Ask a Question
Notify Me On Question Update
Email this Question
Is There Any Way To Eliminate Borers That Leave What Looks Like Sawdust At The Base Of Our Aspen Trees?
Rate This FAQ
Your aspen trees have aspen borer, an insect in the long-horned or round-headed beetle group. This insect problem is very common. The injury is caused by the larvae feeding on the inner wood of the trunk. Their tunneling weakens the wood and allows the invasion of canker and decay fungi. Borer wounds typically “sap” or “bleed.”
Aspen is an attractive host for the insect, especially when the aspen tree is already under some kind of stress or decline. Common stresses for aspen trees in our area are iron deficiency (yellow leaves), poor watering regime (too much or too little), aspen leaf spot (fungus causing leaf spot - common following wet springs or when sprinklers water the leaves of trees), oystershell scale (insect that feeds on limbs and trunk of tree, sucking out sap), and aspen borer (beetle larvae that bore holes into trunks of trees). Aspen is not well adapted to living in the valley areas. They do much better in the mountains.
Suggestions to reduce aspen borer problems:
* Don’t plant aspen, select another tree species that is well suited to our valley growing areas and not as susceptible to insect injury.
* Grow aspen in a grove with continual renewal of trunks rather than as single specimen trees in your landscape. Aspens have a strong ability to sucker and send up new shoots. Remove aspen trunks when signs of borer injury are observed (sap running down trunk, accumulation of sawdust at base of hole or tree) and allow new trunks to fill in the open spaces - aspen are quick growers.
* Keep aspen trees as healthy as humanly possible - treat with a chelated iron product in the spring to reduce iron chlorosis, prevent sprinkler water from getting onto leaves (promotes aspen leaf spot disease), prune out dead and dying limbs, water properly (water as a tree, not your lawn - this means infrequent, deep waterings), remove trunks infected with borers as soon as they are observed. A healthy, vigorous tree will resist borer attack.
* You cannot remove the damage that the borers have already done. You can help (sometimes) reduce further damage to the injured trunk and others in the area by well-timed insecticide treatments to the trunks. This is costly, time consuming and involves some risks (pesticides should always be used properly - follow the label directions and wear appropriate protective clothing; there may also be environmental safety concerns).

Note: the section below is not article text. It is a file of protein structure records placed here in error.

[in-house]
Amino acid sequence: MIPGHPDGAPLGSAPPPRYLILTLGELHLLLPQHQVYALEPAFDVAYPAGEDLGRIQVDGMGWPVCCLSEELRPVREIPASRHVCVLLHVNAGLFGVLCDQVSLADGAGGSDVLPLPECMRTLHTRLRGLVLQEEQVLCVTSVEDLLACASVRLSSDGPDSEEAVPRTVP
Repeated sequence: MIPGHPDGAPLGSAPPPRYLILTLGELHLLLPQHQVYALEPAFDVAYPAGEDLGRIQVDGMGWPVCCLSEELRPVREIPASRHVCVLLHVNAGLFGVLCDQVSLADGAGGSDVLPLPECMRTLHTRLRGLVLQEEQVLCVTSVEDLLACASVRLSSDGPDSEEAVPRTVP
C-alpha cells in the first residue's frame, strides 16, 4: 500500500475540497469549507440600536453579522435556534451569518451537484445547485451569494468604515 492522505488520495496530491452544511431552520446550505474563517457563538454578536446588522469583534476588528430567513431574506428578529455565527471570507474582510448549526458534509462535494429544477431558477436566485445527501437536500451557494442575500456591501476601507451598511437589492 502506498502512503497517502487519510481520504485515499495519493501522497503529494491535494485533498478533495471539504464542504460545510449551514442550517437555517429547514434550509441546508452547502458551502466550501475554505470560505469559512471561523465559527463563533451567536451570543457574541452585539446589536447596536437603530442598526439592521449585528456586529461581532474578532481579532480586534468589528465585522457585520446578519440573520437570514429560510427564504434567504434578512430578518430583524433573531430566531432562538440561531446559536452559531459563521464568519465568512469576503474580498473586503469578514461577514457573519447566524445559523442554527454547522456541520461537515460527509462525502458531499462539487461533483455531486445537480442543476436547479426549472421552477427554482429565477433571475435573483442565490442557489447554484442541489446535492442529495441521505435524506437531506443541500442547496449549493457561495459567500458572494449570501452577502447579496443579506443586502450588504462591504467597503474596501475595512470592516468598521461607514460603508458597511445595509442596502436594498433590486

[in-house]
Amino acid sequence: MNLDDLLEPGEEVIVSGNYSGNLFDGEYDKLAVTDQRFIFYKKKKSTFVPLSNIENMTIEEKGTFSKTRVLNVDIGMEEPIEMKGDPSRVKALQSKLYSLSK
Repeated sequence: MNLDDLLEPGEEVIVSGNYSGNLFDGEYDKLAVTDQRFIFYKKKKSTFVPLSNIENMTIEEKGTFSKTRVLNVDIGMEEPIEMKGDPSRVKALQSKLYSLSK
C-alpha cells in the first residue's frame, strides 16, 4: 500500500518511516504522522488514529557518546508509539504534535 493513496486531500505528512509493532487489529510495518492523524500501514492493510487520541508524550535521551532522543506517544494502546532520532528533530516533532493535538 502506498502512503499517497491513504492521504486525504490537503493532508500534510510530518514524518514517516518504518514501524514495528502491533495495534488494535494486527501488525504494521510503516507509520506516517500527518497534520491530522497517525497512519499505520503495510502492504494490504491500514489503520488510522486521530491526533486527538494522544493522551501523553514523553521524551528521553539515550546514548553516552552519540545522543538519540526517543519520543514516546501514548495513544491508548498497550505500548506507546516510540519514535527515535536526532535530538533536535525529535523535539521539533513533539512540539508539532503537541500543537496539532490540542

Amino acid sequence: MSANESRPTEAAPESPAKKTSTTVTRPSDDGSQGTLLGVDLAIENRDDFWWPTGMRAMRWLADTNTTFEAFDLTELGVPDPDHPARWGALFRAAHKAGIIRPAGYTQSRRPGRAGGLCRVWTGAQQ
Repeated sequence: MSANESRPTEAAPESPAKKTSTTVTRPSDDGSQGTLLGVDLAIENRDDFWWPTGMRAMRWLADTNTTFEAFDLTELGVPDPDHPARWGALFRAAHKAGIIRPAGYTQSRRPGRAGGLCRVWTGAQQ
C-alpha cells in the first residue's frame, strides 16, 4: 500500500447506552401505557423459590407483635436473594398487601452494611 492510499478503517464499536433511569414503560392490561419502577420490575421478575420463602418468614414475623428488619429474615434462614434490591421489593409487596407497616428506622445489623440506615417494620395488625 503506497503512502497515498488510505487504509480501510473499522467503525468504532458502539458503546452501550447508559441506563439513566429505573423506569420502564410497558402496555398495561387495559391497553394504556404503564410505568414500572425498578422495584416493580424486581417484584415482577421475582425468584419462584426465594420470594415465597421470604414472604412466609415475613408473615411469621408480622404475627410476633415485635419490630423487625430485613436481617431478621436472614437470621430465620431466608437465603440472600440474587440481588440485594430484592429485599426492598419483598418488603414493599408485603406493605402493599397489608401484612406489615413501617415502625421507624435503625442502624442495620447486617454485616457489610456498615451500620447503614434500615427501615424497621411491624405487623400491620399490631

* You must treat before the adult beetles lay their eggs in the late spring through summer. Once eggs hatch and larvae bore into the trunk, the damage is done. Chlorpyrifos (Dursban) insecticide products labeled for shade trees are the recommended treatment. Apply a spray that drenches the main trunk of the trees every 3-4 weeks from May-July in northern Utah.
Submit Your Suggestion
Other Questions In This Topic
- I saw a small, dark green, spruce tree planted next to the corner of a home in a nearby neighborhood. Are their dwarf varieties of this tree? It is not an dwarf Alberta Spuce- I have already verified this. If so, what are they called. I would like to find one for my yard.
- How can I conserve water and still have a nice lawn?
- I have a scarlett red maple. It's about 8 years old and last year the leaves didn't get very big. This year, it hasn't even began to bloom yet although, It has tiny buds. I noticed that the bark in some places peels off very easily. Under the bark, it looks like there may be some black flecks (maybe bug feces). I only noticed one little red colored bug under where I peeled the bark. I don't see any other bugs anywhere, even at the base. Do you think it could have a disease or bugs? I am going to put some fertilizer steaks around it and pour some Bayer Advanced tree and shrub insect control around the base of the tree. Is it too late to spary it?
- How late in the fall season can you lay sod in northern Utah?
- I need to know what is best for killing vines? I have a fence full and I would like to get rid of them.
- I have a curly willow that was topped about four years ago. Now it needs to be trimmed. Can I cut the branches back to where they were cut last?
- We have a lot of scrub oak around our home. In some spots we have some ground cover and other area are bare. We would like to add a nice ground cover to mix in with the oak in these bare areas. Do you have suggestions for ground cover? Also, in one particular area, we have a large amount of grass growing in the ground cover surrounding the scrub oak. What is the best way to get rid of this grass? Is there a ground cover that can overtake the grass?
- I have a son that lives in west Eagle Mt. We Put in sod for a lawn about two years ago and for two seasons it did great. Half of it is now dead and the other half is struggling. Prior to putting down sod, the ground was thoroughly tilled and lots of compost material was added (the kind that is made available in some green recycling yards and mixed with treated effluent from the sewage treatment plant.) Nitrogen was also added to the soil and the lawn was watered regularly. What has happened and what can I do to get a good lawn here?